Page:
January 20, 2012 saw the premiere of Red Tails, a film highlighting the challenging and heroic efforts of the Tuskegee Airmen, a group of African American United States Army Air Force (USAAF) servicemen during World War II. The film is about a crew of African American pilots in the Tuskegee training program who, having faced segregation while kept mostly on the ground during World War II, are called into duty.
The Tuskegee Airmen, who numbered close to 1,000, were the first group of African-American fighter pilots in the United States and the only group of African-American fighter pilots in World War II. Their bravery led President Harry S. Truman to order the desegregation of the U.S. military in 1948.
Dr. Dempsey Morgan, 91, a Baha’i from Virginia, was a member of the Tuskegee Airmen and was among 300 fellow officers, who were presented with a replica of the Congressional Gold Medal of Honor from President George W. Bush at the Capitol Rotunda in 2007. (See related article from USA TODAY).
Ulysses Moore, currently residing in San Francisco, CA, Frank R. Raymond, from Martinville, LA (died 1991) and Myron Wilson, from Danville, Ill., (died 2001) were also Tuskegee Airmen to become Baha’is. After experiencing racial slights, Mr. Wilson dejectedly left the military, but found the Baha’i Faith, which his son, Myron A. Wilson, a Baha’i in Aurora, Colo, says helped “start the healing process. He went to his grave healed.”
All four men were illustrious fighter pilots. Dr. Morgan flew 181 combat missions and received 13 decorations. Mr. Wilson downed two German jet fighters, but, sadly, wasn’t accorded recognition. “Instead, the credit went to white pilots,” says Wilson’s son. “The Air Force said it needed footage of Mr. Wilson and his buddies flying the plane, something they couldn’t provide.”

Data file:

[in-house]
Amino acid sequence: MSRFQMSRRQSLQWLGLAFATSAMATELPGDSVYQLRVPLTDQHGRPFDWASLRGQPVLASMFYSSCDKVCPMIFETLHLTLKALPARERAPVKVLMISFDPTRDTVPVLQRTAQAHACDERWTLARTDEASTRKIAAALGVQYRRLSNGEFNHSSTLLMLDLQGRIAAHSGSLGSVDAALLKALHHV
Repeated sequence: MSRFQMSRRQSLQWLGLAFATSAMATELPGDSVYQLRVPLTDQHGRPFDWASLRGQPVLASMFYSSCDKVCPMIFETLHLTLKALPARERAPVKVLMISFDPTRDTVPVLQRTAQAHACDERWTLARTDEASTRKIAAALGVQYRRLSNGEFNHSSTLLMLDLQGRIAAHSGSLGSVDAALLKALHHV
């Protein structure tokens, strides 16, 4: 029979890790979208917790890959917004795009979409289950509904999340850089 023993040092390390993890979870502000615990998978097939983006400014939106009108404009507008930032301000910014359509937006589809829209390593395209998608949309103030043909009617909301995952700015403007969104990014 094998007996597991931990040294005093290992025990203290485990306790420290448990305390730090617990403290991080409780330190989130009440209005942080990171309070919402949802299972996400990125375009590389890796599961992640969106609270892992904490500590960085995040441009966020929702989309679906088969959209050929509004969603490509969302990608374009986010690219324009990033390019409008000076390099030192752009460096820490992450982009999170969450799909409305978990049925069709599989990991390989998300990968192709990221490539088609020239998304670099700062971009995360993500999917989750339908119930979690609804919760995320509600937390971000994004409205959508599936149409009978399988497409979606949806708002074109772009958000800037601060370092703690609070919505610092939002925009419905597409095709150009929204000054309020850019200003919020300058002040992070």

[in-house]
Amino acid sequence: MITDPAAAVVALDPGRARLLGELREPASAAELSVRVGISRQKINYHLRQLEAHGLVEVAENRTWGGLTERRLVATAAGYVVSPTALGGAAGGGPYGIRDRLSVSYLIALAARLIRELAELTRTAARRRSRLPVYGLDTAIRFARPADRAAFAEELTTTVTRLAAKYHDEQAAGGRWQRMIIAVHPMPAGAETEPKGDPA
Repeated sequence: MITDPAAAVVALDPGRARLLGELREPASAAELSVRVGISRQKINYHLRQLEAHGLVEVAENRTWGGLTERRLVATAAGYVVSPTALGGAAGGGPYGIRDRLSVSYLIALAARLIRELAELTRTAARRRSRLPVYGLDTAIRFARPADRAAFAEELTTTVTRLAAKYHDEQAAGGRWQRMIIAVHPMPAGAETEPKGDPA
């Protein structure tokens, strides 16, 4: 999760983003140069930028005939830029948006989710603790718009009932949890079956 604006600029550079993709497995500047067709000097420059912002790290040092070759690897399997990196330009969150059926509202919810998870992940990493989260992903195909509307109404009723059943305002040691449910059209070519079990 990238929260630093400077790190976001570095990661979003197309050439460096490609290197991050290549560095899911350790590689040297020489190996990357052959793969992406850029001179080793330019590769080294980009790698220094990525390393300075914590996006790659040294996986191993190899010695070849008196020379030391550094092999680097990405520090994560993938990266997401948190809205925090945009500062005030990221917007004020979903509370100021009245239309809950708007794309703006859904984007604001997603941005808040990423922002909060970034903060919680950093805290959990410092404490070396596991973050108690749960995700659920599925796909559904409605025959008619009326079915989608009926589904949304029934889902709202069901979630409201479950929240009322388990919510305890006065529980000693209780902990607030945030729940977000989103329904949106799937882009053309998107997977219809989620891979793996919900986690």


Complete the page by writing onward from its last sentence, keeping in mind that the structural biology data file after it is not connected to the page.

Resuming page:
However, Wilson’s son recently noted an interesting development associated with the debut of the new movie. “It appears that a Red Tails calendar has been released highlighting images of Tuskegee Airmen. My father’s Tuskegee graduation photo has been included on the month of June. In addition, the official United States Air Force archive photo that depicts the images of four Tuskegee Airmen walking away from their P-51 fighter planes on the tarmac…..the individual to the far right is my father!” he notes.
Dr. Morgan is currently in the Virginia Veterans Care Center and Adrienne Morgan, his wife, shared that the staff of the hospital took some of the patients, including her husband, to the movie theatre to see Red Tails. She said that Dr. Morgan was very pleased with the movie and said it was more authentic than a previous movie he had seen about the Airmen.
Adrian McKee, a Bahai from Glen Ellyn Ill., took his sons to see Red Tails as soon as it came out. He had a special interest in seeing it because he discovered in 2002 that his uncle was a fighter mechanic during WWII and supported the Tuskegee Airmen. “One day I was doing a random search on his name and one of the items that came up was a book about the Tuskegee Airmen. It has the roster of the 99th and 332nd Fighter Groups,” he shared.
If you know of other Baha’is who also served as Tuskegee Airmen, please contact the Office of Communications at 847-733-3552 or firstname.lastname@example.org, so they can be added to this story.
- For Tuskegee Airman, the Baha’i Faith healed the wounds of racism
- Honored Tuskegee Airmen include two Baha’is